Tuesday, September 30, 2008

City air makes people free*

This post is inspired by a recent Bulletholes' offering.

In the late 90s, I read The Geography of Nowhere and Home From Nowhere, by James Howard Kunstler, which greatly informed my understanding of architecture, civic structure and what was dysfunctional about the post-modern blight of our American landscape. These books resonated with what I already felt aesthetically and instinctually. Make no mistake, aesthetics, and more specifically classical architectural conventions, have a functionality that surpasses their joy-giving properties, which is arguably function enough.

I was lucky enough to grow up in a city that was fairly well designed and clearly well-cared for by its denizens. Portland has been a darling of The New Urbanism, for which author James Howard Kunstler is a grumpy cheerleader. Cranky, curmudgeonly, cantankerous, these are words which describe him well. Yet, it's precisely the sort of aggressively opinionated and humorous point of view that made me enjoy his books. There is great value to what he has to say:

"Community, as it once existed in the form of places worth caring about, supported by local economies, has been extirpated by an insidious corporate colonialism that doesn't care about the places from which it extracts its profits or the people subject to its operations. Without the underpinnings of genuine community and its institutions, family life alone cannot bear the burdens and perform all the functions itself." - from Home from Nowhere

A basic principle of classic civic structure is that it has a center - the town square, the public meeting house, a place for people to gather and engage in the discursive functions of a democracy. This is a principle of civic structure, and gives cities strong creative prowess, and principal Aristotle recognized as vital to and defining of a city. In fact, his notion of 'ideal cities,' needed variety and plurality, and intimacy amongst its citizenry, for "they must know each other's characters." Kunstler believes that America is suffering a 'crisis of place.'

You be the judge.

Here is a litany of complaints set forward by Kunstler regarding Modernism and the damage done:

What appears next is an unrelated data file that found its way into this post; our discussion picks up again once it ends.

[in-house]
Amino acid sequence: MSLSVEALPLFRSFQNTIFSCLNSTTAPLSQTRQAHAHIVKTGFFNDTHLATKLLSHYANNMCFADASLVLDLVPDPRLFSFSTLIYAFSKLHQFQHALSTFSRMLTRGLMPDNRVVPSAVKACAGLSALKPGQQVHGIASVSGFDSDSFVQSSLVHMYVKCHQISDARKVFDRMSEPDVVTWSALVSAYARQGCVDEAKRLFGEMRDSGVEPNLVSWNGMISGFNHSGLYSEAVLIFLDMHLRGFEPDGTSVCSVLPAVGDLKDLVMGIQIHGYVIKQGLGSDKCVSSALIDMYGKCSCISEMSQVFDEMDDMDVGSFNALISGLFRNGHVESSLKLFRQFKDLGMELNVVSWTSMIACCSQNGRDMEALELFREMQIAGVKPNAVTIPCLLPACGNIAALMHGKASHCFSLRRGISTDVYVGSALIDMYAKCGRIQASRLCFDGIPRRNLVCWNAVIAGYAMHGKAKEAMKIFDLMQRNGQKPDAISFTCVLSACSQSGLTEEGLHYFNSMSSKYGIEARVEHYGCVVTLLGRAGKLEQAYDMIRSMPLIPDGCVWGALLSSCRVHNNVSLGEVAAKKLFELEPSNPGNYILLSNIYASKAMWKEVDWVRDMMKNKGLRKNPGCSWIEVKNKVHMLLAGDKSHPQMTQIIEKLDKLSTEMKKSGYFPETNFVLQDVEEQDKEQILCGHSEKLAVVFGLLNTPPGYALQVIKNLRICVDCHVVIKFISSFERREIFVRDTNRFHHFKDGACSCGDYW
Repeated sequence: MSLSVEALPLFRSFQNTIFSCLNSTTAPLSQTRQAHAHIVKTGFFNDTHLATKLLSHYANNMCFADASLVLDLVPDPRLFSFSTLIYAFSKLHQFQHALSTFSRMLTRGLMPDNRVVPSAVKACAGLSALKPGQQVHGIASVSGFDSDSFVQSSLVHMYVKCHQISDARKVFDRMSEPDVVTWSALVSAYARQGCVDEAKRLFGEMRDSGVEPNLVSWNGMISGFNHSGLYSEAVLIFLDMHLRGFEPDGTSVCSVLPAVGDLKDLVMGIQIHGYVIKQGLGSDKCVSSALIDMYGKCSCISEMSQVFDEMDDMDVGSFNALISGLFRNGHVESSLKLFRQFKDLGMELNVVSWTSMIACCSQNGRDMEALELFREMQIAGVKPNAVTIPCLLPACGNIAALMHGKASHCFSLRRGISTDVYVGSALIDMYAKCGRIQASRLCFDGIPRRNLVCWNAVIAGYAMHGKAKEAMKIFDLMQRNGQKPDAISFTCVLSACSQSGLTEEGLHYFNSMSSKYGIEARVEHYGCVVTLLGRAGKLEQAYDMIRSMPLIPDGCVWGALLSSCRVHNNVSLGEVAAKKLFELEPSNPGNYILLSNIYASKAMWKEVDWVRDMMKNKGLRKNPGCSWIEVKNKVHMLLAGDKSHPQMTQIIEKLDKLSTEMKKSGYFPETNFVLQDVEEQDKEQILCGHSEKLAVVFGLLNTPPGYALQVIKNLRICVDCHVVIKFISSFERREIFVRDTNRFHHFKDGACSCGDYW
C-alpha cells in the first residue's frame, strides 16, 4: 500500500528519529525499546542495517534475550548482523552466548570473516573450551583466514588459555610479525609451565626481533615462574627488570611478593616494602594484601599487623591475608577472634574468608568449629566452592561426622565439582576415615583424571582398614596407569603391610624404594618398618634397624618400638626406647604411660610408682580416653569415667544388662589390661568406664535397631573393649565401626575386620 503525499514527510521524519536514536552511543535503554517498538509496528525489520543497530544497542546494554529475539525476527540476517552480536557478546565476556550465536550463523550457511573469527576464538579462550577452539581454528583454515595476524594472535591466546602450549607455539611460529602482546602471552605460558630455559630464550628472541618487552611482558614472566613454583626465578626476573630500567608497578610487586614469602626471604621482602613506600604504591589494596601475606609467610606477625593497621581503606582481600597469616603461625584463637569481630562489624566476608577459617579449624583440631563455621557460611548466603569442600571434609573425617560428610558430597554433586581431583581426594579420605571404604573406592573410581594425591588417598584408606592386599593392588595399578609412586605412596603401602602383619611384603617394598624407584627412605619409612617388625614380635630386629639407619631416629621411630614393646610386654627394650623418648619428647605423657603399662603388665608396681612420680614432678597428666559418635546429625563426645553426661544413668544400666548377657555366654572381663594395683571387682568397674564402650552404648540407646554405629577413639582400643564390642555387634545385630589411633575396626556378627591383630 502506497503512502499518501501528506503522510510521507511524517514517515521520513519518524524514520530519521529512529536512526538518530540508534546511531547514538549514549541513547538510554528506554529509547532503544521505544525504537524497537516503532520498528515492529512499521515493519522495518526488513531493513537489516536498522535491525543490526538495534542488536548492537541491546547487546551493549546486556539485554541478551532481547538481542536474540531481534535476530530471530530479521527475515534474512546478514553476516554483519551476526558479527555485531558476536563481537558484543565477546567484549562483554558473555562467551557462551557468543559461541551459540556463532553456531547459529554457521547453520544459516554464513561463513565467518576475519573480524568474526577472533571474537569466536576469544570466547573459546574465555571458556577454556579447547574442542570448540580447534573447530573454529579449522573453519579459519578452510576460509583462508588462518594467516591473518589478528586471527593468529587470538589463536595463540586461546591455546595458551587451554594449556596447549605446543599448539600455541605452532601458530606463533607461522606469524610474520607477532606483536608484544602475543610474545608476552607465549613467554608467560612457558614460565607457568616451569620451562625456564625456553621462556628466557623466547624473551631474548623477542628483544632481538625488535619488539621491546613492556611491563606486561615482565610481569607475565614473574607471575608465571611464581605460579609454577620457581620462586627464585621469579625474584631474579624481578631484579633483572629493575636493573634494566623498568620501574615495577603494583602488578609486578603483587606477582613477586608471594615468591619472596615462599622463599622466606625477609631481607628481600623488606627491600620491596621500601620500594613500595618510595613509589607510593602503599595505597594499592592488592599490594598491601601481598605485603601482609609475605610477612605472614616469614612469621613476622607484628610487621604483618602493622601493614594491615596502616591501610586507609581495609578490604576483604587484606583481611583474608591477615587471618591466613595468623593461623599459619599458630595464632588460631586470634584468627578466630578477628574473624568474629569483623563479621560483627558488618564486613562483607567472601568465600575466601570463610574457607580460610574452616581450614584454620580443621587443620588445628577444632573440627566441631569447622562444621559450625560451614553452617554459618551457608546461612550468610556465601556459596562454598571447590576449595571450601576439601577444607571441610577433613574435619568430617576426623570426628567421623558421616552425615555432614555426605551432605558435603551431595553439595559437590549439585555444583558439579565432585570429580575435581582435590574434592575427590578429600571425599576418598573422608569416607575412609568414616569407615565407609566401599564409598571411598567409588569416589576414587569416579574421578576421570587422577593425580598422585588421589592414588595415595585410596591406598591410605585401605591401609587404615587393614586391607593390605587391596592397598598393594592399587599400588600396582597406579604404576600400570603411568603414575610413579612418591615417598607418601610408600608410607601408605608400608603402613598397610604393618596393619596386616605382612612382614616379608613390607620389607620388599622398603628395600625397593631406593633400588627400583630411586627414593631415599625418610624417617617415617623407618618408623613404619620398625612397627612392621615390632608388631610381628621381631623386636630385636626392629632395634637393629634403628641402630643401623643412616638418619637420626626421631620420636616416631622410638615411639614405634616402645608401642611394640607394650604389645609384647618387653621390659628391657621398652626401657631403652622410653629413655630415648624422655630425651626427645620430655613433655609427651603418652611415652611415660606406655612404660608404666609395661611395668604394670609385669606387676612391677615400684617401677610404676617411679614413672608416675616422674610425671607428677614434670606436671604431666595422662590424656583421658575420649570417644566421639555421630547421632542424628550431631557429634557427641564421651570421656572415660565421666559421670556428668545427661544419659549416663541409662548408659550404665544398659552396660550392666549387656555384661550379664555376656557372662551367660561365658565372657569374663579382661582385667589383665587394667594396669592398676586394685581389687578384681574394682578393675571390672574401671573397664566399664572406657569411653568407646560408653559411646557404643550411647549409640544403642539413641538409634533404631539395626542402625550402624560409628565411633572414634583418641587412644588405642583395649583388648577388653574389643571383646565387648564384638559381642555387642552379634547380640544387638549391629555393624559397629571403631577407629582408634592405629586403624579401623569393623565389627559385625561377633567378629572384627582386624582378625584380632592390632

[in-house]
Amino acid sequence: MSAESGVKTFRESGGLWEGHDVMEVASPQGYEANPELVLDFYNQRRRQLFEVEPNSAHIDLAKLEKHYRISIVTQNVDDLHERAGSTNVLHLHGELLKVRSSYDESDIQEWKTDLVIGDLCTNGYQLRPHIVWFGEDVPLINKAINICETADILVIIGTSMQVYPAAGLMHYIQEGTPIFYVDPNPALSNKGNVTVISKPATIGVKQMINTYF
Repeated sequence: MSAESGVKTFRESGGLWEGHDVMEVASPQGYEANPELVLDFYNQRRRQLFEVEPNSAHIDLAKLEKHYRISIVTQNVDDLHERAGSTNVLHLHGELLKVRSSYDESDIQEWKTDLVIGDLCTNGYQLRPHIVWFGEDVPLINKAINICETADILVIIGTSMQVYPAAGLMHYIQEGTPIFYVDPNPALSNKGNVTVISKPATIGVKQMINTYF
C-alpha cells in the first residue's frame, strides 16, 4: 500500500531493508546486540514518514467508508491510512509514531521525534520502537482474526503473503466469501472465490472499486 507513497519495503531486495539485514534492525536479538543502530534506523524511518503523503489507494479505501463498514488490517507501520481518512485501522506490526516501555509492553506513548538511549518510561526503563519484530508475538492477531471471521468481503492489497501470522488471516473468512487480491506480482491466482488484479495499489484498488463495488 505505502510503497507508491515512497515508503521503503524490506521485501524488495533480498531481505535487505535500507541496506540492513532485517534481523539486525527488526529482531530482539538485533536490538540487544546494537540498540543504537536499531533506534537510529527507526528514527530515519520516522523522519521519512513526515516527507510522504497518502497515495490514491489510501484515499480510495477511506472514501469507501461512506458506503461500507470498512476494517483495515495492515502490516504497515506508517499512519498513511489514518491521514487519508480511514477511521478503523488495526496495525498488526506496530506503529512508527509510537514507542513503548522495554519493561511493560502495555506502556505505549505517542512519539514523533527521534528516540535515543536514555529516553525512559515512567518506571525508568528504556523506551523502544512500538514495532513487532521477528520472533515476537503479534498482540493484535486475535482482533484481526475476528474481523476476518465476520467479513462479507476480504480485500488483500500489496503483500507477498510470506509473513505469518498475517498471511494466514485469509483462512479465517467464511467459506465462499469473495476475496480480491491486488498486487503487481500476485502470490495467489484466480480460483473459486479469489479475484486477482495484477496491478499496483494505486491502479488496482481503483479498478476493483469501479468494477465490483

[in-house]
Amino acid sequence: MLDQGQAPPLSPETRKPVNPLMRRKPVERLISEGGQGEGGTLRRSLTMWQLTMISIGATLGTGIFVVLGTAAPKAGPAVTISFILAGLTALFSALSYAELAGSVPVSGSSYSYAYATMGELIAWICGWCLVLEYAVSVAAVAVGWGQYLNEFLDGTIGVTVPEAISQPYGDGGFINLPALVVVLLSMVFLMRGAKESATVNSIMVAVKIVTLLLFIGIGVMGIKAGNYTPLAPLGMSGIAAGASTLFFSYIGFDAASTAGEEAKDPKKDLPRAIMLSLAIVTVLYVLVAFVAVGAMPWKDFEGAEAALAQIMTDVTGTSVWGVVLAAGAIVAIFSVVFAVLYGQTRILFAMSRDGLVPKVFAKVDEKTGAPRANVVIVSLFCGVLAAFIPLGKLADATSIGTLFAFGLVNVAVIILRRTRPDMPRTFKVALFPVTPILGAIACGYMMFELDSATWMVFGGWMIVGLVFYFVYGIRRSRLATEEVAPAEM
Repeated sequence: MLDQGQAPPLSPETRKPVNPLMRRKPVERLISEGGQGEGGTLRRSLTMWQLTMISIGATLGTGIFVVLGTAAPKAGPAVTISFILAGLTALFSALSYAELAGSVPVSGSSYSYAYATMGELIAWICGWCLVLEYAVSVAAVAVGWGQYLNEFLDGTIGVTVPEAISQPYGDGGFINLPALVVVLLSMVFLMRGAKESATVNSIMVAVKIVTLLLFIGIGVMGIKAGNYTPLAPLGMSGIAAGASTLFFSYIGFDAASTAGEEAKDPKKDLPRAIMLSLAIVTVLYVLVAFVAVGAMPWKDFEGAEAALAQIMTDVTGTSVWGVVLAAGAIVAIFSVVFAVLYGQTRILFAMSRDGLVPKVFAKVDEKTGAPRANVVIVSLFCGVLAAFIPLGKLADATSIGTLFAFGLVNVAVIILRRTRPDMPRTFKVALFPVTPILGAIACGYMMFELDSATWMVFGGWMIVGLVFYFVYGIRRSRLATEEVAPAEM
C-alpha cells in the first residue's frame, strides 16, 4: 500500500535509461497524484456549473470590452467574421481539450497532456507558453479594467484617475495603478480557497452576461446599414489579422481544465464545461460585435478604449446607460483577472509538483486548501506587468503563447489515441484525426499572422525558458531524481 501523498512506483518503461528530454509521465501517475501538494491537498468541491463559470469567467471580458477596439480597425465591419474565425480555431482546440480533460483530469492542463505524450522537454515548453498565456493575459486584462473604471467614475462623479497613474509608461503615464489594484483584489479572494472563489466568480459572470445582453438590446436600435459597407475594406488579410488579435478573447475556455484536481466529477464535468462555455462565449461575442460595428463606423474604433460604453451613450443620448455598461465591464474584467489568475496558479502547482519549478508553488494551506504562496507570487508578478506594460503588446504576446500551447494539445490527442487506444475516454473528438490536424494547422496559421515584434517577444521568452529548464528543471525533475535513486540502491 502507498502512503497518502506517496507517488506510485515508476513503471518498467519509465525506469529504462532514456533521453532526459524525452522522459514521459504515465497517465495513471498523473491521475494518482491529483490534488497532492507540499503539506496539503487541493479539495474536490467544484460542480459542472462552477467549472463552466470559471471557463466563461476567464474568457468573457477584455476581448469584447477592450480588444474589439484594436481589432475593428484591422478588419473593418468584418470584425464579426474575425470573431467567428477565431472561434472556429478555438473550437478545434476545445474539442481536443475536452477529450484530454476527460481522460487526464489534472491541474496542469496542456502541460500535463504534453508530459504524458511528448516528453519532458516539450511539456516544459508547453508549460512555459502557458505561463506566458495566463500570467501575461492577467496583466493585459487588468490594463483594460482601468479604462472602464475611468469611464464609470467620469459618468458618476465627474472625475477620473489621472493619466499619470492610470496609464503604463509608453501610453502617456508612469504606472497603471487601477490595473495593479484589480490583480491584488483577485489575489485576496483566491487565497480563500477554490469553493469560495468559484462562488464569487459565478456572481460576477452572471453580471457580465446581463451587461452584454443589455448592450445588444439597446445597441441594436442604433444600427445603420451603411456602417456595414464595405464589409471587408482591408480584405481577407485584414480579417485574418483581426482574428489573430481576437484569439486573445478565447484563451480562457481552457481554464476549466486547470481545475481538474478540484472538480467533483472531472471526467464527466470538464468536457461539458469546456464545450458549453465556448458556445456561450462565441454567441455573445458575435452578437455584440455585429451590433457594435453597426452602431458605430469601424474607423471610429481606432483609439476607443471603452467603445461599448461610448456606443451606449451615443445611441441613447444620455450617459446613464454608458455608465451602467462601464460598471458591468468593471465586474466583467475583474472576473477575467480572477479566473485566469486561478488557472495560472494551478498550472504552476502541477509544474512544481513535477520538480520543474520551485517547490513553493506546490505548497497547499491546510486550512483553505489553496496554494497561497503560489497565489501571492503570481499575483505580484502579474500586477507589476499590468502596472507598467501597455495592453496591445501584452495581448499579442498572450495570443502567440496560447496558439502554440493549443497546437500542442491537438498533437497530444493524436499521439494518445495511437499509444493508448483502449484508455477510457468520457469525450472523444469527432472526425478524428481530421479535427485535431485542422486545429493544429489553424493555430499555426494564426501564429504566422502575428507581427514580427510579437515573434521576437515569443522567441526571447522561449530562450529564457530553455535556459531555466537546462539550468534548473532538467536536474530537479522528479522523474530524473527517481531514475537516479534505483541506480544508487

- by divorcing the practice of building from its history and traditional meanings
- by promoting a species of urbanism that destroyed age-old social arrangements and, with them, urban life as a general proposition
-by creating a physical setting for man that failed to respect the lives of other living things and the consumption of natural resources, or to respect the lives of other living things
- by creating a crisis of human habitat -
- cities ruined by corporate gigantism & abstract renewal schemes
- public buildings and spaces unworthy of human affection
- vast sprawling suburbs lacking any sense of community
- housing in which the un-rich cannot afford to live
- slavish obeisance to the needs of automobiles and their dependent industries at the expense of human needs

(*a medieval German maxim. Aristotle said that "men come together in the city to live; they remain there in order to live the good life," but "if it overpasses the bounds of growth, absorbing more people than it can properly house, feed, govern or educate, then it is no longer a city.")


bulletholes said...

Here in DFW we are slaves to cars. I look out my window here at work and see a 10 lane parking lot ALL DAY and thank God that i only live 2 miles from here.
Your video is SO GOOD and I wouldn't know where to begin. He's smart and funny and seems to be channeling "The Fountainhead"...

Is the same thing going on everywhere as here? I mean, building new strip malls right next to the dead ones?
Giving no thought to real public transportation? people thinking that an hour commute each way is efficient and desirable?

I don't know much, but I know when things don't make no sense.

Anonymous said...